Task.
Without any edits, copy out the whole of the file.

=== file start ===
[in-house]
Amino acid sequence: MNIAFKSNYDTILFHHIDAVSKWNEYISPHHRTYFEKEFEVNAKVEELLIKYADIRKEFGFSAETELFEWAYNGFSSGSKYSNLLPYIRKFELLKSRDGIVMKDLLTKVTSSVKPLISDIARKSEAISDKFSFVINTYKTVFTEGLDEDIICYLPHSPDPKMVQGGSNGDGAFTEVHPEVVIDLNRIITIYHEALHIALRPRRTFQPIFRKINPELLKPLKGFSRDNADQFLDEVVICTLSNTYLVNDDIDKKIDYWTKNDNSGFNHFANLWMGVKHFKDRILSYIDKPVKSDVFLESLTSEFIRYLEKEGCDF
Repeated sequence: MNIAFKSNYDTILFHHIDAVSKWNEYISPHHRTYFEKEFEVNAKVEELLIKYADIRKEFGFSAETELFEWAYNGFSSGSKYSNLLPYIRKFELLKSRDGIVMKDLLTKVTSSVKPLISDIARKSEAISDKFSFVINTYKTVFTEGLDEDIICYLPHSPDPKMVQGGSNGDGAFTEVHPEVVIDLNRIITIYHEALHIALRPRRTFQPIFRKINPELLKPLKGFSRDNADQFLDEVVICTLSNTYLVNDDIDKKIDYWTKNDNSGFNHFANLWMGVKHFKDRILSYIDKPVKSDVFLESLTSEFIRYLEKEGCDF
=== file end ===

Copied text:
[in-house]
Amino acid sequence: MNIAFKSNYDTILFHHIDAVSKWNEYISPHHRTYFEKEFEVNAKVEELLIKYADIRKEFGFSAETELFEWAYNGFSSGSKYSNLLPYIRKFELLKSRDGIVMKDLLTKVTSSVKPLISDIARKSEAISDKFSFVINTYKTVFTEGLDEDIICYLPHSPDPKMVQGGSNGDGAFTEVHPEVVIDLNRIITIYHEALHIALRPRRTFQPIFRKINPELLKPLKGFSRDNADQFLDEVVICTLSNTYLVNDDIDKKIDYWTKNDNSGFNHFANLWMGVKHFKDRILSYIDKPVKSDVFLESLTSEFIRYLEKEGCDF
Repeated sequence: MNIAFKSNYDTILFHHIDAVSKWNEYISPHHRTYFEKEFEVNAKVEELLIKYADIRKEFGFSAETELFEWAYNGFSSGSKYSNLLPYIRKFELLKSRDGIVMKDLLTKVTSSVKPLISDIARKSEAISDKFSFVINTYKTVFTEGLDEDIICYLPHSPDPKMVQGGSNGDGAFTEVHPEVVIDLNRIITIYHEALHIALRPRRTFQPIFRKINPELLKPLKGFSRDNADQFLDEVVICTLSNTYLVNDDIDKKIDYWTKNDNSGFNHFANLWMGVKHFKDRILSYIDKPVKSDVFLESLTSEFIRYLEKEGCDF